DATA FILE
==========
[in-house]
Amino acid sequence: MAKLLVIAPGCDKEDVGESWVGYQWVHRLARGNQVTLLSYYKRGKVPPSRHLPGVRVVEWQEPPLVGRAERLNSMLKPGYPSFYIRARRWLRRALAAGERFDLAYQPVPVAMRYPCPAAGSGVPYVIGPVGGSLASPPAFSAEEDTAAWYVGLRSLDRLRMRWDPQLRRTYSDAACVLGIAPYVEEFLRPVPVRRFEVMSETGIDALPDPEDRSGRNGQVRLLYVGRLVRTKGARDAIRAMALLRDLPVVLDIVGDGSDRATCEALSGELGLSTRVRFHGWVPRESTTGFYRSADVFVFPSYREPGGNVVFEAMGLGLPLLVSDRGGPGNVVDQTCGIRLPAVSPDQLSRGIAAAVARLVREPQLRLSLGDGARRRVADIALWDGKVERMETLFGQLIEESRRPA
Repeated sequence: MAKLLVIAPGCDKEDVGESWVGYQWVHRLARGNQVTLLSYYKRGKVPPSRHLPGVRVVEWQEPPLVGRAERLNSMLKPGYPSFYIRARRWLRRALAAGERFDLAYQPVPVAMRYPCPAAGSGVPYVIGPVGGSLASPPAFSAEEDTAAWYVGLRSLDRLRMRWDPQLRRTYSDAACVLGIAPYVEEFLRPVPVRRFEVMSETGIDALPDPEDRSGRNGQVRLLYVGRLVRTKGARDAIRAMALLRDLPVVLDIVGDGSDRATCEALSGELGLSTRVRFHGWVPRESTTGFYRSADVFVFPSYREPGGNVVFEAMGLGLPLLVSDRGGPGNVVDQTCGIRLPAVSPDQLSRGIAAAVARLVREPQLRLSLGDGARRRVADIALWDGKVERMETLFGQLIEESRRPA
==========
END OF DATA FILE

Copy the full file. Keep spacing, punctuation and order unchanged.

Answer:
[in-house]
Amino acid sequence: MAKLLVIAPGCDKEDVGESWVGYQWVHRLARGNQVTLLSYYKRGKVPPSRHLPGVRVVEWQEPPLVGRAERLNSMLKPGYPSFYIRARRWLRRALAAGERFDLAYQPVPVAMRYPCPAAGSGVPYVIGPVGGSLASPPAFSAEEDTAAWYVGLRSLDRLRMRWDPQLRRTYSDAACVLGIAPYVEEFLRPVPVRRFEVMSETGIDALPDPEDRSGRNGQVRLLYVGRLVRTKGARDAIRAMALLRDLPVVLDIVGDGSDRATCEALSGELGLSTRVRFHGWVPRESTTGFYRSADVFVFPSYREPGGNVVFEAMGLGLPLLVSDRGGPGNVVDQTCGIRLPAVSPDQLSRGIAAAVARLVREPQLRLSLGDGARRRVADIALWDGKVERMETLFGQLIEESRRPA
Repeated sequence: MAKLLVIAPGCDKEDVGESWVGYQWVHRLARGNQVTLLSYYKRGKVPPSRHLPGVRVVEWQEPPLVGRAERLNSMLKPGYPSFYIRARRWLRRALAAGERFDLAYQPVPVAMRYPCPAAGSGVPYVIGPVGGSLASPPAFSAEEDTAAWYVGLRSLDRLRMRWDPQLRRTYSDAACVLGIAPYVEEFLRPVPVRRFEVMSETGIDALPDPEDRSGRNGQVRLLYVGRLVRTKGARDAIRAMALLRDLPVVLDIVGDGSDRATCEALSGELGLSTRVRFHGWVPRESTTGFYRSADVFVFPSYREPGGNVVFEAMGLGLPLLVSDRGGPGNVVDQTCGIRLPAVSPDQLSRGIAAAVARLVREPQLRLSLGDGARRRVADIALWDGKVERMETLFGQLIEESRRPA